The April 2015 issue of Focus Magazine told the story of the landmark acquisition. The story had the title “Saving Grace”.
The First Nations met news of a long-awaited purchase with cautious optimism. On March 17, during a ceremony hosted by the Tseycum First Nation in Saanich, Chief Vern Jacks delivered a heartfelt plea to Minister Steve Thomson. He requested a definitive end to past wrongdoings, evoking a strong response from the gathered audience. His demand for government accountability reverberated throughout the crowded longhouse, where hundreds gathered to witness this historic moment.
Thomson offered his personal regret for the upset caused to First Nations’ ancestors and committed to prevent a repetition of past mistakes. Despite these assurances, he has been vague about specifics on how the Heritage Conservation Act will be amended to avoid future conflicts like the one over Grace Islet, leading to skepticism among some, like Tsartlip councillor Joni Olsen.
A Conflict Rooted in Historical Neglect and Miscommunication
The Turning Point: From Conflict to Resolution
In response to this escalating crisis, the Cowichan Tribes threatened an aboriginal title court case over the island in November. Even though Thomson insists this wasn’t his motive, it was after this threat that he began seeking a resolution.
Eventually, an agreement was reached to purchase Grace Islet for a total of $5.45 million, relieving the government of a significant burden. The Nature Conservancy of Canada assumed stewardship of the island and is collaborating with First Nations and the government to develop a remediation plan for the half-constructed building and a conservation management plan for the ecosystem.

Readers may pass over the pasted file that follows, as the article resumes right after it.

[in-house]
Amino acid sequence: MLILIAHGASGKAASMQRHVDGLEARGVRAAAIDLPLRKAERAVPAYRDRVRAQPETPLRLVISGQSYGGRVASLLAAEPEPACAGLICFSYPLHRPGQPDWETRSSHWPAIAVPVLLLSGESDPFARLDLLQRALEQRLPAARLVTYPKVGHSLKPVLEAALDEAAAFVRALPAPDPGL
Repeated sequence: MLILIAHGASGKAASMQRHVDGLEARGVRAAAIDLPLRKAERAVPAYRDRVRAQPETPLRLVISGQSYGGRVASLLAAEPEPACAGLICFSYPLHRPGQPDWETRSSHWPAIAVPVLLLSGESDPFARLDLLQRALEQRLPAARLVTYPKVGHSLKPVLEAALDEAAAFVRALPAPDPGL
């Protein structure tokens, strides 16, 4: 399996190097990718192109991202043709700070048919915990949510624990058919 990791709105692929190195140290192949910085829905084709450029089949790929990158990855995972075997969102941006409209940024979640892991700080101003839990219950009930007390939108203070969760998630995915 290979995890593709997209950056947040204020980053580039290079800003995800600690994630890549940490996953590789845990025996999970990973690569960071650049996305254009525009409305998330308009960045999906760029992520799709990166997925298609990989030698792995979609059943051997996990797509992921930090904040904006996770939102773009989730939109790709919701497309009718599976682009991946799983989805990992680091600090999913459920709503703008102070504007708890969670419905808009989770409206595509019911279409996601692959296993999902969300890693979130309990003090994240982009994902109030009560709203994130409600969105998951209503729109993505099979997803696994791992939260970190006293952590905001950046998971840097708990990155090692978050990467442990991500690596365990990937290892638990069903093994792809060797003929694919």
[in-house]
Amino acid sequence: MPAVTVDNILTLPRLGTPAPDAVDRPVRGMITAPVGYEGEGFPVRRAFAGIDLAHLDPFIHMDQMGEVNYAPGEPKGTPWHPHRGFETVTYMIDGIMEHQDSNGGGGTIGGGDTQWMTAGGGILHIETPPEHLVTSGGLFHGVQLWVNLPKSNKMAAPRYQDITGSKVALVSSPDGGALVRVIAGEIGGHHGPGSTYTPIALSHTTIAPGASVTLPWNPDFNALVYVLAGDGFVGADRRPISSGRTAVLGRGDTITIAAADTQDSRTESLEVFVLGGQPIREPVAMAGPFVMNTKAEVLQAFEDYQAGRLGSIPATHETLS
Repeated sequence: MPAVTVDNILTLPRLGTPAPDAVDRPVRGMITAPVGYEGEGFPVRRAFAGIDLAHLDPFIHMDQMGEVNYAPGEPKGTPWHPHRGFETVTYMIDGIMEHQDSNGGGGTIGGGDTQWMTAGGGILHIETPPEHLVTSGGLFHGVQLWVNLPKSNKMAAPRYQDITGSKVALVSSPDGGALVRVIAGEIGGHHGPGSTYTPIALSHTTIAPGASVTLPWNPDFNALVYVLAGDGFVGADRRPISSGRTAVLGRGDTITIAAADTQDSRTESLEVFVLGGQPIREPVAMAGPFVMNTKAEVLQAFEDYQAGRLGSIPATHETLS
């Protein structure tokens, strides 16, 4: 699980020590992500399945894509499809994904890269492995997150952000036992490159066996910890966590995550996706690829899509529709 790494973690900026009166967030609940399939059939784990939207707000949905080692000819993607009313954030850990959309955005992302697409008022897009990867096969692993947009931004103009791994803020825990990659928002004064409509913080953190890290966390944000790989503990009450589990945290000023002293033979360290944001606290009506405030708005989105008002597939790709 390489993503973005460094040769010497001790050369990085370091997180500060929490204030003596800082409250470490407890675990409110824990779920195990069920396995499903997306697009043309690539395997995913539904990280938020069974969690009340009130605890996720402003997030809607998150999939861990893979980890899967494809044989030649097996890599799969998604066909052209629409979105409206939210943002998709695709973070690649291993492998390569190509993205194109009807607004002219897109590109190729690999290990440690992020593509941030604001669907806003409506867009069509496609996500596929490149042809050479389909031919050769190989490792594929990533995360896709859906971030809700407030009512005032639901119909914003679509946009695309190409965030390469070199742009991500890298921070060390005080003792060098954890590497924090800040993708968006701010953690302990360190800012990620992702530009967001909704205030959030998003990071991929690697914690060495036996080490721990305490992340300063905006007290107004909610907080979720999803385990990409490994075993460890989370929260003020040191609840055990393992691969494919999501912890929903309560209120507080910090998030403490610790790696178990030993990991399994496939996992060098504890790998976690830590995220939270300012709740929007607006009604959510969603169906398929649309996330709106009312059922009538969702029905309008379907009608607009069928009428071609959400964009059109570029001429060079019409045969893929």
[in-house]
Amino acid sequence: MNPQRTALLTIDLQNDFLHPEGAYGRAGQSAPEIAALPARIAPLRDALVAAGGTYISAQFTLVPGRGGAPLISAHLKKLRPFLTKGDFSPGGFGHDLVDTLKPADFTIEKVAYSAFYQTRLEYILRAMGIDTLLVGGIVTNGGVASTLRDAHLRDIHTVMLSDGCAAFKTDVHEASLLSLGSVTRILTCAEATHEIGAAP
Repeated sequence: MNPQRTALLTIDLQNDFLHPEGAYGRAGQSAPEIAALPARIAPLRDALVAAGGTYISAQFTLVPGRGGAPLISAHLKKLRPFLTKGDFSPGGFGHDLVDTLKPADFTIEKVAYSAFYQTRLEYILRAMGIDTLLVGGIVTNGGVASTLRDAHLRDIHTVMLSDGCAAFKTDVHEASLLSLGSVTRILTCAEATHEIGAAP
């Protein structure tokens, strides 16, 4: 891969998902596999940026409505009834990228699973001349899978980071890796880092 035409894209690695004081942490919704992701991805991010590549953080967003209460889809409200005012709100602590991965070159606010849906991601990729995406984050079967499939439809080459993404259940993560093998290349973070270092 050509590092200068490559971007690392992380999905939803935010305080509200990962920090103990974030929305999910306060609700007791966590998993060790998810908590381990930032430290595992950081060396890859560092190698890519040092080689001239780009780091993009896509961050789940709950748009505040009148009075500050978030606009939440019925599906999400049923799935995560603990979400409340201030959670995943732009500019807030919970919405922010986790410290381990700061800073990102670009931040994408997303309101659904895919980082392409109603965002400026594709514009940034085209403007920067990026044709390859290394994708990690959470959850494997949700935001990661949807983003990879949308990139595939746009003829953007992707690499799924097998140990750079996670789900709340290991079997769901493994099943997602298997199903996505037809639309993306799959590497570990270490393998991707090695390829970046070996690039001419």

The Road Ahead: Promises, Skepticism, and the Need for Real Change
Despite the resolution, many in the First Nations, like Olsen, remain doubtful of Thomson’s intentions and promises. Olsen pointed to numerous meetings and letters over the years informing the government of Grace Islet’s cultural and spiritual significance and the grave sites’ importance, questioning Thomson’s sudden realization of the island’s value.
Tseycum Chief Vern Jacks insists that Thomson be held accountable for his promises and wants a First Nations committee to work with Thomson’s ministry to propose legislative and implementation changes. While hopeful, he remains realistic, knowing that real change hinges on the government’s willingness to adapt.
Saltspring resident and Cowichan descendant Joe Akerman, who runs the Facebook Grace Islet page, also expressed cautious optimism but reminded everyone that more work needs to be done. He emphasized the need for new policies that genuinely respect First Nations’ spiritual and cultural values and their ancestors.
Archaeology professor George Nicholas, director of Simon Fraser University’s Intellectual Property Issues in Cultural Heritage (IPinCH) project, proposed several recommendations to prevent future conflicts. He emphasized the availability of alternatives to avoid costly and divisive disputes between developers and those seeking to protect ancestral sites vital to Aboriginal peoples’ wellbeing.
The Path Forward
The Grace Islet conflict underscores the importance of recognizing and respecting cultural values and ancestral rights in land use decisions. For real change to happen, the government must not only make promises but also demonstrate its commitment through actions. The First Nations communities, though hopeful, remain vigilant and determined to hold the government accountable for its words. Their struggle for justice and dignity continues.